In 1947, Mayor McKeldin held a family meeting to determine whether he would seek re-election. Mrs. McKeldin, 11-year-old Teddy and 7-year-old Clare voted unanimously against him entering the race. McKeldin did not run that year, but in 1951 he became governor of Maryland after defeating William Preston Lane Jr. McKeldin served as governor until 1959, and he became the last Republican to be elected mayor of Baltimore when he won his campaign for a second and final term as mayor in 1963. (Baltimore Sun photo, 1965)
1836: Inventor Samuel Colt patented his revolver.
1971: Three Maryland lacrosse players were elected to the National Lacrosse Hall of Fame – Ivan Marty of University of Maryland, Fritz Stude of Johns Hopkins University and Thomas Truxton of the Naval Academy.
1973: The Stephen Sondheim musical “A Little Night Music” opened at Broadway’s Shubert Theatre.
1987: Local developers and the Charles Street Management Corp. started a six-week media blitz aimed at convincing those in the Baltimore area to live downtown rather than in the suburbs. The 55-second radio spots featured jazz singer Ethel Ennis.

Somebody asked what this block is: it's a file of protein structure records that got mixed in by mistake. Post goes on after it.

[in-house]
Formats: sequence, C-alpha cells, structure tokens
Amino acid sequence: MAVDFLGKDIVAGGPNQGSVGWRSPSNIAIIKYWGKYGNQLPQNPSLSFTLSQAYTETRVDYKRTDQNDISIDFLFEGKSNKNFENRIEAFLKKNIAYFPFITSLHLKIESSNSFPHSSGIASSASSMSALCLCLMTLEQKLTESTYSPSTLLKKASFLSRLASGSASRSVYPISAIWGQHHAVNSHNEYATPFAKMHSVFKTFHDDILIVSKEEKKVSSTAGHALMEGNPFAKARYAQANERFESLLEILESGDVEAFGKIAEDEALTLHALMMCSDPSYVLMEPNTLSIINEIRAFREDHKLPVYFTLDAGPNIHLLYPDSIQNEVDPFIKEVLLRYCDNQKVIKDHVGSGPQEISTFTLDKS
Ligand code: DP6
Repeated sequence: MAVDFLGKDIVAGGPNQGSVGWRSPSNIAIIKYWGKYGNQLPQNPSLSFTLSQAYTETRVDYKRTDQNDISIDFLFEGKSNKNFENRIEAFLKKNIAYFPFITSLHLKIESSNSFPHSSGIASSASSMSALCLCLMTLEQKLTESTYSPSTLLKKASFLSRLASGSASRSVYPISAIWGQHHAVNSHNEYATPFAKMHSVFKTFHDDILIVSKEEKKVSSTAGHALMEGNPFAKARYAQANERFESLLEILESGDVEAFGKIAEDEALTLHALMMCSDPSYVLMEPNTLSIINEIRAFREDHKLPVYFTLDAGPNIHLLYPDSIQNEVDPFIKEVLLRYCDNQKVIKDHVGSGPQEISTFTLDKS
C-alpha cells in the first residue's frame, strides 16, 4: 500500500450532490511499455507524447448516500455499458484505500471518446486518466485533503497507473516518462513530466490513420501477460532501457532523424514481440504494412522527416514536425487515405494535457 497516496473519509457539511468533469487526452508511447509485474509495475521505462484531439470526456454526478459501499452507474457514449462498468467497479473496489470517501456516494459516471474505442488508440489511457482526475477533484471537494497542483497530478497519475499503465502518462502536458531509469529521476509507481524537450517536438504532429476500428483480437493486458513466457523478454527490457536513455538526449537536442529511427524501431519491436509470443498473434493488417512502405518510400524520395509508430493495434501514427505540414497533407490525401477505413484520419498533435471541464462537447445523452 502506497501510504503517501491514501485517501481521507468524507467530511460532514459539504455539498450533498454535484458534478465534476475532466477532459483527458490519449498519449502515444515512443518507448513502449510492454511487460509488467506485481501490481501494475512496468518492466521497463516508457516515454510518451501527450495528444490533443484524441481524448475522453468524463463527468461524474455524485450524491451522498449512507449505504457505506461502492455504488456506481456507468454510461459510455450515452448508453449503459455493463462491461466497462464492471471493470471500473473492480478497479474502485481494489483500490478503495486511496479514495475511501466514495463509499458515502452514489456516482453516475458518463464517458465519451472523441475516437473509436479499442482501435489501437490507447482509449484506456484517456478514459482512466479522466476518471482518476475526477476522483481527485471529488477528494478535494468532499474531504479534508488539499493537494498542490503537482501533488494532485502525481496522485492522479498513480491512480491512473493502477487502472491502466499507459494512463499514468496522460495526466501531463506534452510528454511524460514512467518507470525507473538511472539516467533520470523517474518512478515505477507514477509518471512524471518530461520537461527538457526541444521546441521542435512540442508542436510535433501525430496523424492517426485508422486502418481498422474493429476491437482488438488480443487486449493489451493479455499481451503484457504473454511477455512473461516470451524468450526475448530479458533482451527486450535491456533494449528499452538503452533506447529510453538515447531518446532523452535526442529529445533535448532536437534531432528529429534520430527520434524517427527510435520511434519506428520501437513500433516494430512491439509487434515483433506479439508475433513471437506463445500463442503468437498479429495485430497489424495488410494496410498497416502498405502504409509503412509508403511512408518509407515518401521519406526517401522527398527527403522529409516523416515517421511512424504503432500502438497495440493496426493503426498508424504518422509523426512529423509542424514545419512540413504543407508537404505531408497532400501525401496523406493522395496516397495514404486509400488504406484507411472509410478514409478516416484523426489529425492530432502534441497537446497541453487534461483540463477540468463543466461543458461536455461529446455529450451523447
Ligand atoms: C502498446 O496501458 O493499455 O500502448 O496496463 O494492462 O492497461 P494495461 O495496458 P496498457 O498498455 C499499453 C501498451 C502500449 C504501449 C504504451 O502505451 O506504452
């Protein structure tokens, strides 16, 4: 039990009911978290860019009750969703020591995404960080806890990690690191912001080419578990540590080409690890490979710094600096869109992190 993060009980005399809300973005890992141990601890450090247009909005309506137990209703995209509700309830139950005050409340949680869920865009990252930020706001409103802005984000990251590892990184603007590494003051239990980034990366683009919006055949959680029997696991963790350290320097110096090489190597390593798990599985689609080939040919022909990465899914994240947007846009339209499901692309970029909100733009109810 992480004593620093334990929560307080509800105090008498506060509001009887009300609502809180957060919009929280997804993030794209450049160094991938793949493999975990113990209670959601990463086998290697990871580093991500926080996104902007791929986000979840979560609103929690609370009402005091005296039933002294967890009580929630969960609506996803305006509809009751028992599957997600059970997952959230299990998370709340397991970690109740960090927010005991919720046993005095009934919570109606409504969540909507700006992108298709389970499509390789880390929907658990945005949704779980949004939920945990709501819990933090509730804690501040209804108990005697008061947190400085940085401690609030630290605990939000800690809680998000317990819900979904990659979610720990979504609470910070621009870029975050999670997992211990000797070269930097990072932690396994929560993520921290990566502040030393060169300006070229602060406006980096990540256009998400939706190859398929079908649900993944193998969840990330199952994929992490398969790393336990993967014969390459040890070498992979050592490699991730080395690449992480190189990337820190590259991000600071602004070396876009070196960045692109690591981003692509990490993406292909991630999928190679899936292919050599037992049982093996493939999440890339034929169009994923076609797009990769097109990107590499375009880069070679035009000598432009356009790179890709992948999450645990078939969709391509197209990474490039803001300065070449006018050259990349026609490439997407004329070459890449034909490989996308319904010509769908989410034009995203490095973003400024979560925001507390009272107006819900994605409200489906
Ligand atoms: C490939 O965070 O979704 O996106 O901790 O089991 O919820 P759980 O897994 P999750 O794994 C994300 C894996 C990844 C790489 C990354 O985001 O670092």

Traffic cop William “Podge” McKeldin and his horse, Bob. That’s his brother, Ted, the governor, at right, with the X through his face. (Hans Marx, Baltimore Sun, November 1952; Sun Archive, Albin O. Kuhn Library and Gallery, University of Maryland, Baltimore County)
Theodore McKeldin may have served as the mayor of Baltimore and the governor of Maryland, but there are those who would argue that his brother, Bill, was more famous, more beloved, maybe even more important to the day-to-day functioning of the city.
For 18 years, from 1937 to 1955, policeman Bill “Podge” McKeldin ruled the intersection of Pratt and Lights streets. Hat on head, boots on feet and whistle at the ready (even though he didn’t need one, so shrill was his own whistle), he directed traffic at what was, then, one of the busiest intersections in the country. Getting past Pratt and Light is no picnic now, but back then, it was truly fearsome. For one thing, the area was a busy, working port. And nearly all traffic heading north – and by north, we mean not only making for Towson, but also Philadelphia and points beyond – had to wind its way through Baltimore, and that often meant getting past Pratt and Light.